European equities (Eurostoxx 50 -0.2%) have seen a mild scaling back of yesterday’s gains with a decline in US equity index futures alongside the EU cash open dictating the sate-of-play early doors; although, the NQ is the mornings outperform with gains of 0.7%. In terms of the current key themes for the market, little in the way has changed in the Presidential election or stimulus front since yesterday’s close, whilst on the vaccine front, Johnson & Johnson announced that it has paused all dosing in its Janssen COVID-19 vaccine trial due to an unexplained illness. Johnson & Johnson caveated the announcement by noting that such incidents are an expected part of any clinical study, especially of this size. On the vaccine front, even in the event of a more material disruption to the trial process, desks will likely be cognizant of the volume of vaccine candidates in the pipeline and therefore would likely remain confident that a vaccine of some description will materialise at some stage. Across Europe, losses are relatively broad-based across major indices with sectoral performance mixed. To the downside, banking names are notably softer this morning as the sector remains out of favour with investors; Pantheon Macro highlights that the Eurostoxx bank index is down 40% YTD compared to losses of 12% for the broader index. Travel & leisure stocks are also softer with the tenor of updates on the COVID front continuing to come in on the negative side for the sector. To the upside, telecom and utilities names are faring better than peers with the later supported by SSE (+4.0%) after the Co. disposed of its 50% stake in Multifuel Energy Limited for GBP 995mln. Elsewhere, Maersk (+1.9%) have seen mild support after the Co. upgraded its 2020 adj. EBITDA outlook, Airbus (-3.1%) trade softer after signing a labour deal with French unions and being downgraded at JP Morgan, whilst stock-specific newsflow is otherwise relatively light this morning. Looking ahead, increasing focus will likely be placed on US earnings with Johnson & Johnson, BlackRock, JP Morgan, Delta Airlines and Citi all due to report before the opening bell today.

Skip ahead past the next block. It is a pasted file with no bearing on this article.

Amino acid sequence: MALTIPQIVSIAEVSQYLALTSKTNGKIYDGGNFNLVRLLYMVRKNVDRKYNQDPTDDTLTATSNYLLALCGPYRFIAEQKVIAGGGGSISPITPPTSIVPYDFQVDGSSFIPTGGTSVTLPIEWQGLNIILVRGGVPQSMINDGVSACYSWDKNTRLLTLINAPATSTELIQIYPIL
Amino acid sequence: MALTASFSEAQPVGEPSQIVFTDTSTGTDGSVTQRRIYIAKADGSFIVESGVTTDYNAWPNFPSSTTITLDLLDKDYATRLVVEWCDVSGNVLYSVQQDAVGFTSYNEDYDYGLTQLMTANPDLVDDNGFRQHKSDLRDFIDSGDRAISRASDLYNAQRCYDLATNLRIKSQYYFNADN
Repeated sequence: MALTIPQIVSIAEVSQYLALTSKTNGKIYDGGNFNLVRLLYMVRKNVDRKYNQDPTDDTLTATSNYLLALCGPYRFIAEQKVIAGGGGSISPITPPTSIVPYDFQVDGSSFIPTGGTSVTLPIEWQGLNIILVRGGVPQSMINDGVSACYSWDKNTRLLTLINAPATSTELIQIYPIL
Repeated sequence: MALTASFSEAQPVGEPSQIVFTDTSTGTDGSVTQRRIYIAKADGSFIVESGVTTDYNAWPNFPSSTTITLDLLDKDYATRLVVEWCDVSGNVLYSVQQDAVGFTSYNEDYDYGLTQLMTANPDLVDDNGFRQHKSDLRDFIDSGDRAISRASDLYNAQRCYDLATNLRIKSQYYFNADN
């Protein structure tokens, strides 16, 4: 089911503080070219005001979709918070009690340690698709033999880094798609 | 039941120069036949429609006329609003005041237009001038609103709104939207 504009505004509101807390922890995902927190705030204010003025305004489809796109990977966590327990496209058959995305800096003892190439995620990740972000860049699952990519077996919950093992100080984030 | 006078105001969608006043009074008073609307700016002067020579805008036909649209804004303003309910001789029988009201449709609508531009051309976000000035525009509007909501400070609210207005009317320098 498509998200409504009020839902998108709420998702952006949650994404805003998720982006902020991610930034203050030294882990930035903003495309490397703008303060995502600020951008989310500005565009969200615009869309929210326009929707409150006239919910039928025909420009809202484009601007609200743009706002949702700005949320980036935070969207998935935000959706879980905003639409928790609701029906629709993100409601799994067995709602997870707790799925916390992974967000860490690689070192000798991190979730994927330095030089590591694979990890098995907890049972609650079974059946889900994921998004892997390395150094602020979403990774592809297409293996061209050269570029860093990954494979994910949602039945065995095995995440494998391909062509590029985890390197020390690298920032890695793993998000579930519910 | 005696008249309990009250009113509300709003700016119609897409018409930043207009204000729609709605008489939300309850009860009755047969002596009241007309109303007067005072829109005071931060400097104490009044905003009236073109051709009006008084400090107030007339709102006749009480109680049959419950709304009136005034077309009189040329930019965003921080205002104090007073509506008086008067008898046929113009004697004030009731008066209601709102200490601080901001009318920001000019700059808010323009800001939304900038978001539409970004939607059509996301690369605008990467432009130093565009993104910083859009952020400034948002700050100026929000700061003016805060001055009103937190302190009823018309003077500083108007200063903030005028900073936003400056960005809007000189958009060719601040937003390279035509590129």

Top European News

  • Top U.K. Scientists Clash With Johnson Over Virus Lockdown
  • U.K. Job Cuts Jump Most on Record With More Pain on the Way
  • Investor Hopes For German Recovery Plunge After Virus Resurgence
  • Macron Turns to Former Taxi Driver to Save French Shopkeepers

In FX, ironically, a significantly narrower trade surplus due to imports exceeding consensus by a huge margin in China has not helped the Aussie at all given the fact that the latter is now tightening levels of custom checks for coal and related products from the former after banning other goods. Indeed, Aud/Usd has now lost grip of the 0.7200 handle and the Aud/Nzd cross is testing support/bids at the psychological 1.0800 mark to provide the Kiwi with some relative support above 0.6600 vs its US peer. Ahead, Aussie consumer sentiment before a speech by RBA Governor Lowe on Wednesday and jobs data the day after.

  • USD – The Dollar seems to be benefiting at the expense of others rather than in its own right, though a downturn in risk sentiment after Monday’s excesses on Wall Street may also be impacting alongside some consolidation after the DXY held above 93.000 yesterday and subsequently eclipsed the 50 DMA, albeit unconvincingly so far within 93.273-034 parameters as attention turns to US CPI data and the start of Q3 earnings.
  • CAD/JPY/CHF/EUR/GBP – All softer against the Greenback, though to varying degrees as the Loonie gleans some encouragement from stabilising oil prices to stay within reach of 1.3100 and the Yen holds above 105.50 amidst reports that new Japanese PM Suga is mulling further economic support measures to be rolled out in November. Meanwhile, the Franc remains anchored around 0.9100, the Euro is striving to keep sight of 1.1800 where even bigger option expiries (2.5 bn) align with the 50 DMA and Sterling has survived another test of 1.3000 in wake of mixed UK labour and retail survey data in the run up to another speech from BoE Governor Bailey and a report on Brexit trade negotiations from EU Ministers. Note, Eur/Usd has slipped a few pips on the back of a pretty downbeat October German ZEW survey.
  • SCANDI/EM – Softer than forecast Swedish CPI readings have not hampered the Swedish Crown given the Riskbank’s insistence that inflation undershoots are transitory blips and likelihood that Governor Ingves will stick to that script if he mentions the data later. Elsewhere, the Norwegian Krona is also deriving a degree of traction from the aforementioned recovery in crude awaiting a trio of Norges Bank commentators including chief Olsen, while the SA Rand could receive some independent impetus from Gold and overall mining production as Usd/Zar hovers under 16.5000, Eur/Sek eyes 10.3500 and Eur/Nok probes 10.7800.